BEIJING (Reuters) - Growth in China’s manufacturing sector stalled in September after 15 months of expansion, with export orders falling the fastest in over two years, a private survey showed on Sunday, suggesting U.S. tariffs are starting to take a toll on the economy.
The Caixin/Markit Manufacturing Purchasing Managers’ Index (PMI) for September fell more than expected to 50.0 from 50.6 in August. Economists polled by Reuters had forecast a reading of 50.5 on average.
The neutral 50-mark divides expansion from contraction on a monthly basis. It was the first time China’s factories had not seen business improve since May 2017, when activity contracted.
Production rose only marginally in September amid weaker sales, dragging business confidence among Chinese manufacturers to the lowest so far this year, the survey showed.
Downbeat readings on new orders and export orders reinforced other data recently that suggest China’s factories are facing softening demand from customers both at home and abroad, pointing to a further cooling in its economy.
New export orders - an indicator of future activity - shrank at the fastest pace since February 2016, with companies attributing the decline to trade frictions and subsequent tariffs.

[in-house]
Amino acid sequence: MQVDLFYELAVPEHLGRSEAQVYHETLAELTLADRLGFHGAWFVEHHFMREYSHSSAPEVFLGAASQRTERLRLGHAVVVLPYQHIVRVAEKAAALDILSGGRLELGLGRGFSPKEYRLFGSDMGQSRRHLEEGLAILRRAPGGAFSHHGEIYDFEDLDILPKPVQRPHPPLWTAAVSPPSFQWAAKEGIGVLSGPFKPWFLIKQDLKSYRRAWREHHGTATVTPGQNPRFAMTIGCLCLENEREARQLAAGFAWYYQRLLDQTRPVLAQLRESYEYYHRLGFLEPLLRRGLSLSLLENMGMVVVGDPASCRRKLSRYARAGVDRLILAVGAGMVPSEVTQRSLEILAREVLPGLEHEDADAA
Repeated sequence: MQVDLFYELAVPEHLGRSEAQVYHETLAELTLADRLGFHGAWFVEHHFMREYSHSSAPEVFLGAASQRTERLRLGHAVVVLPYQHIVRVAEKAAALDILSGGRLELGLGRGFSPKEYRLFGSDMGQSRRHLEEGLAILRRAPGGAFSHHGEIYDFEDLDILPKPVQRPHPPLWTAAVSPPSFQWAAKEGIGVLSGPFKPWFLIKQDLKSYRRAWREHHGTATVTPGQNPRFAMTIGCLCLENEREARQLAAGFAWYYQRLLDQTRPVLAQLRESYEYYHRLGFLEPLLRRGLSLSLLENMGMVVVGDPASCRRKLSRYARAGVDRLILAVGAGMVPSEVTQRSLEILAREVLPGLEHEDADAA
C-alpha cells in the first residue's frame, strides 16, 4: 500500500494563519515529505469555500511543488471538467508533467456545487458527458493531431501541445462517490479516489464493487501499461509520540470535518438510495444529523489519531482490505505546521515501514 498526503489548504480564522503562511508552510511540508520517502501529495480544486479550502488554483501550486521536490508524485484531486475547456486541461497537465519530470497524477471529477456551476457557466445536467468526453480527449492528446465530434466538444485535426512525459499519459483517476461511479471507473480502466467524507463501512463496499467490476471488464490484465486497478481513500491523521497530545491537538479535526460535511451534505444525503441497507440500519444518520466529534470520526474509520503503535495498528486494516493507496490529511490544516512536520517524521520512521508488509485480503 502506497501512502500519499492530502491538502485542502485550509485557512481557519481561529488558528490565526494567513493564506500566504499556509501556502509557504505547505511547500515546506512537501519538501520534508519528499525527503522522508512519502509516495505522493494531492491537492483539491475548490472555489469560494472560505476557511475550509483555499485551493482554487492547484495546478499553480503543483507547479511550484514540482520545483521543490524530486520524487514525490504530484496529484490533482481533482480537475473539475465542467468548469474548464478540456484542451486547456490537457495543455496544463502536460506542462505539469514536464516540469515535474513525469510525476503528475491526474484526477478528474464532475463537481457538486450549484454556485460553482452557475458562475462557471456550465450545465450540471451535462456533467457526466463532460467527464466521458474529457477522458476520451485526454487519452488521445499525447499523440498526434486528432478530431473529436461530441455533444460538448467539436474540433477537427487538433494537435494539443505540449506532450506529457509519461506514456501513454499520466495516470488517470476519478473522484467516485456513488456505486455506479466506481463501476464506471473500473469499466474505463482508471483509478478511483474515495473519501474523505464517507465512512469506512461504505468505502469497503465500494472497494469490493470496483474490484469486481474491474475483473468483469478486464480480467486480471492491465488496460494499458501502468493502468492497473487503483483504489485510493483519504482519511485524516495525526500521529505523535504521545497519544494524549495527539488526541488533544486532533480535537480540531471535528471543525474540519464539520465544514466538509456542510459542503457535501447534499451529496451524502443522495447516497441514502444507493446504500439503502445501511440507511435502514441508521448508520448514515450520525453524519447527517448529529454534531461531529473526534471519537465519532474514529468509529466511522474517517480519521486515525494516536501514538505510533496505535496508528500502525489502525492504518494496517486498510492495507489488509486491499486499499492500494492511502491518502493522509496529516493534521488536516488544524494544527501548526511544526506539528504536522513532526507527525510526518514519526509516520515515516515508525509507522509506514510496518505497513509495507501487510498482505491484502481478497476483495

The United States slapped tariffs on $200 billion worth of Chinese goods on Sept. 24 and is threatening even more in a major escalation of the trade war between the world’s two biggest economies. A recent attempt at fresh negotiations fell through and both sides seem to be dug in for a long fight.
The sub-index for overall new orders - domestic and foreign - fell to 50.1, the lowest since June 2016.
“Expansion across the manufacturing sector weakened in September, as exports increasingly dragged down performance and continued softening demand began to have an impact on companies’ production,” said Zhengsheng Zhong, director of macroeconomic analysis at CEBM Group.
“Downward pressure on China’s economy was significant,” said Zhong.
Facing a further deterioration in business conditions, Chinese manufacturers trimmed their workforce numbers at the fastest rate in 14 months, the survey also showed.
The Caixin survey focuses more on small and medium-sized companies which are vital to China’s job creation. Chinese officials have pledged to prevent extensive job losses as trade risks mount.
Amid rising costs and sluggish demand, small and mid-sized firms, unlike state-owned companies, are also facing tighter funding conditions as Beijing continues with its multi-year crackdown on corporate debt and risky borrowing practices.
Chinese policymakers have pledged to channel more funds to small firms and cut corporate taxes and fees. Banks have also been told to keep credit lines open to firms hit by the trade dispute.
The survey also showed input price pressures remain high for Chinese manufacturers, adding to concerns about profitability and in turn the outlook for new investment.
Input prices rose sharply in September due to higher costs for raw materials and strict environmental protection policies.
(Reporting by Stella Qiu and Ryan Woo; Editing by Kim Coghill)
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